use of DDT in general agriculture. When developing countries banned agricultural DDT, what did they use to control pests? Toxaphene!

Banning DDT on grains only, and overseeing its 'discriminate' use for mosquito control would have avoided the spread of DDT in dangerous quantities and
controlled mosquitoes. The DDT ban fight became a smokescreen for the use of all the other POPs!!

Now toxaphene, probably the most used pesticide on the planet, circulates through the air from its uses in developing countries and pollutes cold, clear waters from the northern Great Lakes to the Arctic. Lake Superior, a lake the size of the state of Maine with depths going to below sea level. Its waters, if spilled over the continental United States would cover the area to a depth of
six feet and is frightfully polluted with foreign toxaphene. Its trout harbor 5 parts per million of toxaphene, ten times the level that would classify them as hazardous waste! This is the legacy of the Green Revolution, the 1960s era export of techology to starving nations.

Arctic polar bear and killer whales are on the edge of survival or decimated by banned pesticides and PCBs. PCBs and pesticides circulate through our air in
hundreds of millions of molecules per breathful quantities, amounts that are now being connected to asthma, diabetes and cancer. Inuit ingest 15X a tolerable quantity of poisons.

Rachel Carson was on the right track. Unfortunately, her work is not complete and the planet is still at risk.

Please see coldclearanddeadly.com if you are interested in more information.


Melvin J. Visser

Author of Cold, Clear and Deadly: Unraveling a Toxic Legacy

stephen williams said...

Thanks for making Always, Rachel this month's bookclub selection.

Martha Freeman gives a really nice acknowledgment to one of last month's moderators. "Deanne Urmy's delight in these letters, her diligence, good judgment, and gentle initiation of me into the publishing world, were a boon to me. I cannot imagine a better editorial partner."

Here is a favorite quote so far, from a letter RC wrote to DF on December 21, 1953:

"And so tonight I want to say thank you for those precious gifts of friendship and love and understanding, that cannot be bought and could never be replaced."

Ron said...

Thanks to Keith for addressing the onslaught of attacks on Rachel Carson these past few weeks undoubtedly precipitated by the publicity around the centennial. Aside from finding it disturbing, I have to say I also found some of the accusations and headlines somewhat humorous. "Rachel Carson Killed More People than Josef Stalin"? Who could write, or read, that with a straight face? The sad truth is there are many people who will believe it as gospel and never look any further into it.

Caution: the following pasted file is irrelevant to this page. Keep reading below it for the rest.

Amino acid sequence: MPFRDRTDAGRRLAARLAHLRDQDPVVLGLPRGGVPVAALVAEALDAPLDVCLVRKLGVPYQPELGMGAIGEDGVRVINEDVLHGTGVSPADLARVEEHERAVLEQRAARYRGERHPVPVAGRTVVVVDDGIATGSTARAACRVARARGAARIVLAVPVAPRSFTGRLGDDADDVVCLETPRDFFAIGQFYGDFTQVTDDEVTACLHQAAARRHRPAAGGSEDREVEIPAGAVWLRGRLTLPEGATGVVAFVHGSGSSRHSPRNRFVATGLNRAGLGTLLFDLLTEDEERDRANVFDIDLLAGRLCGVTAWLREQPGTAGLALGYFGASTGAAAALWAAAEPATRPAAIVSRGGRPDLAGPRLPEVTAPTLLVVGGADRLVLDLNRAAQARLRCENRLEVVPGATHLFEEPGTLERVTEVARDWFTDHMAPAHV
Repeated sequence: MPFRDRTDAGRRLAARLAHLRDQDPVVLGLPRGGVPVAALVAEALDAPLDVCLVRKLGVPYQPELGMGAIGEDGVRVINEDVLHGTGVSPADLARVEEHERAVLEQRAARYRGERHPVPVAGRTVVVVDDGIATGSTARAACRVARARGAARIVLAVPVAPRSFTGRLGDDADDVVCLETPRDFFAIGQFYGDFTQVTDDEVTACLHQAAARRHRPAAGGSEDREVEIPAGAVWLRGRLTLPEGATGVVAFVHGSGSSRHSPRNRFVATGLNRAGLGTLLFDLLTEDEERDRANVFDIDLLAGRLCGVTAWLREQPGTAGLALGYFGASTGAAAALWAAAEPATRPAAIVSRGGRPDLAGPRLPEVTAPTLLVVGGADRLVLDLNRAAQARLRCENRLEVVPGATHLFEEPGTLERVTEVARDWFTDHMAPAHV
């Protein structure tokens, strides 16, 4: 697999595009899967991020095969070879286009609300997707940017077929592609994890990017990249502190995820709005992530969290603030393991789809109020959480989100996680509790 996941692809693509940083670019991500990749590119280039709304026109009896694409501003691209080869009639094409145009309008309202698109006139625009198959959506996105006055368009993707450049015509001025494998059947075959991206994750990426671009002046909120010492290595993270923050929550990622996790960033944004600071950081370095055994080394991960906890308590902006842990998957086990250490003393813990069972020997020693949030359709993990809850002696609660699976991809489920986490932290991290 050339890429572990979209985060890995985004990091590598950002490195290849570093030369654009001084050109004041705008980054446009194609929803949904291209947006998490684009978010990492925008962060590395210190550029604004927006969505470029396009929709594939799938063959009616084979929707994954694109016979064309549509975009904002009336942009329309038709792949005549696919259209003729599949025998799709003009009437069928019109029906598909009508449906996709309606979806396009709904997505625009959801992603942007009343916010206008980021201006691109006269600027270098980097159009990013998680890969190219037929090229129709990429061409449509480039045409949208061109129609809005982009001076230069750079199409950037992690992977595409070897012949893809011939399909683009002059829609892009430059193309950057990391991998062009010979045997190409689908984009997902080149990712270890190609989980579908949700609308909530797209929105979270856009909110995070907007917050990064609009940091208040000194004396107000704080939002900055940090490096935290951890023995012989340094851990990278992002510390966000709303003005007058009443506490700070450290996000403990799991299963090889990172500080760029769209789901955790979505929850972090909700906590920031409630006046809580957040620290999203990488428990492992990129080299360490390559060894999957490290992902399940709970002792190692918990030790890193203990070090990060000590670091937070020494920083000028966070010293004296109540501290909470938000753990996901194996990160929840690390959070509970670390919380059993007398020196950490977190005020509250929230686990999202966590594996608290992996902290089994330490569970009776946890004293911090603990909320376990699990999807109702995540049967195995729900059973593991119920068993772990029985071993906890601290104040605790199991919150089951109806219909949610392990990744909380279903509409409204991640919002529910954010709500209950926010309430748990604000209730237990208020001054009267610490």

Linda Lear said...

Hello All Moderators and commentors. I haven't been on line since I began moderating this blog and its so wonderful to see the depth of the comments and the breadth as well.

I want to comment on Maril's assessment of the Carson/Freeman relationship to say that in "Witness for Nature" I tried to
suggest that the two friends had so much in common that it was inevitable they became friends once Carson moved in down the path from Freeman. Among the other commonalities that Maril mentions, I would include the fact that both Dorothy and Rachel were caretakers of their mothers. If any of you out there are doing that intergenerational care with the love and patience that it requires, their letters are a wonderful resource for "keeping on." But the fact that Rachel was encumbered with an aging and increasingly infirm mother, and with little Roger's extended visits, corresponded with Dorothy's care of her mother in law and her joyful times with her own grandchildren. Their generational lives were intertwined as well as their ecological love of the woods (lost woods) and the tide pools, and of birding.
I have also to suggest that their friendship depended on the summertime closeness and the wintertime distance. Jeanne Davis, Carson's assistant and friend, once told me that if Dorothy had been a neighbor in Maryland, they never would have continued their close ties. And that is evident in the several visits Dorothy made to Silver Spring when Rachel was still trying to work on various projects, speeches and writings to defend the book. The visits were frustrating to both women.

I hope that you will all read "Always Rachel" for its many dimensions, but among the others is the way in which friends sustain the creative capacity of those who are traveling a lonely road. Dorothy didn't want Rachel to write Silent Spring because she knew she'd be villified. But she also supported her friend in the creative process.